Hanie has no favorites, but ...
But Knox and Bears quarterback appear to have strong bond
Bears quarterback Caleb Hanie chats with offensive line coach Mike Tice as quarterbacks coach Shane Day looks on. (JosÃ© M. Osorio, Chicago Tribune / November 29, 2011)
Fred Mitchell 7:54 p.m. CST, December 2, 2011
One quarterback's "go-to" receiver might be another's "go-after" receiver.
Johnny Knox caught the wrath of Jay Cutler (broken thumb and all) on the Bears sideline after he slipped during his route to allow a pass to be intercepted Nov. 20 against the Chargers.
Cutler could be seen gesturing wildly while screaming at Knox after the turnover.
When Caleb Hanie took over for Cutler, he targeted Knox as his favorite wideout — 10 times (the same as running back Matt Forte) for 145 yards against the Raiders. Knox caught four of those passes, including one for an 81-yard touchdown. (4 catches, 3 drops, and 3 incompletions isn't a very good day despite all the yardage and the TD. Catch all 3 of those drops and make a tough catch to turn on of those incompletions around and then you have the kind of a game that a true #1 WR has. I hate to sound like sour grapes but he could have had 200 yards receiving from that many balls coming his way)
"(Knox) came in here a year after me, but we've been here three years together," Hanie said. "I have a great relationship with him and I trust him. I trust all of the guys."
Hanie says he wasn't targeting Knox so much as it was the way the plays developed.
"I have to play each play with the coverage they give me. That's where I am going with the football. It's not playing favorites or anything like that."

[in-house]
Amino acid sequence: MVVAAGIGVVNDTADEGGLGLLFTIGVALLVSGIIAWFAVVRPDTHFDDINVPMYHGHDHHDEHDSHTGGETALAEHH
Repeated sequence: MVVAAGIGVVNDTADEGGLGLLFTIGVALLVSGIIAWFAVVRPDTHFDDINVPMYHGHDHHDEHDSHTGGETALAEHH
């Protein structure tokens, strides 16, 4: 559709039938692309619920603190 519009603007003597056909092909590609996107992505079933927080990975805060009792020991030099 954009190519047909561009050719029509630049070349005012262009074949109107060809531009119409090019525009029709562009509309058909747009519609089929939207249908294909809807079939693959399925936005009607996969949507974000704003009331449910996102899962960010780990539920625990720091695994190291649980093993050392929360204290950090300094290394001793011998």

Hanie, who will make his second NFL start Sunday against the Chiefs at Soldier Field, need not apologize for staying within his comfort zone.
"I can only tell him so much. He has to go out and learn for himself," Cutler said. "That second half (against the Raiders) was night and day better than the first half."
Cutler said he was more preoccupied with yelling at Knox along the sideline two weeks ago than the condition of his thumb.
Cutler broke his thumb while trying to tackle Antoine Cason, who made the interception.
"In that particular instance … we were playing so well and Johnny was having such a good game … as soon as I let go I knew we were in trouble," Cutler said. "I took off running because I knew that Johnny was down. You know, that's just how I play football. It's going to be hard for me to change that."
Cutler's favorite receiver typically has been Earl Bennett, with whom he teamed up for one year at Vanderbilt. Cutler targeted Bennett a team-high nine times against the Chargers, followed by Roy Williams (eight).
Cutler says he would like to see Hanie avoid "over-thinking and trying to do too much."
Perhaps Hanie, as an undrafted free agent out of Colorado State, feels a special kinship to Knox, who was a fifth-round draft pick out of Abilene Christian who defied the odds to perform respectably in the NFL as a returner and receiver.
Unlike Cutler, Hanie does not plan to yell at any of his receivers.
"These guys are professional," Hanie said. "They know that drops aren't acceptable. If a guy is in a rut, maybe you give him a little extra prodding to get him going. But for the most part guys have sure hands.
"I don't need to do too much yelling with those guys. It's more encouraging and saying, 'Hey, I trust you, I believe in you. You're going to make the play the next time.'"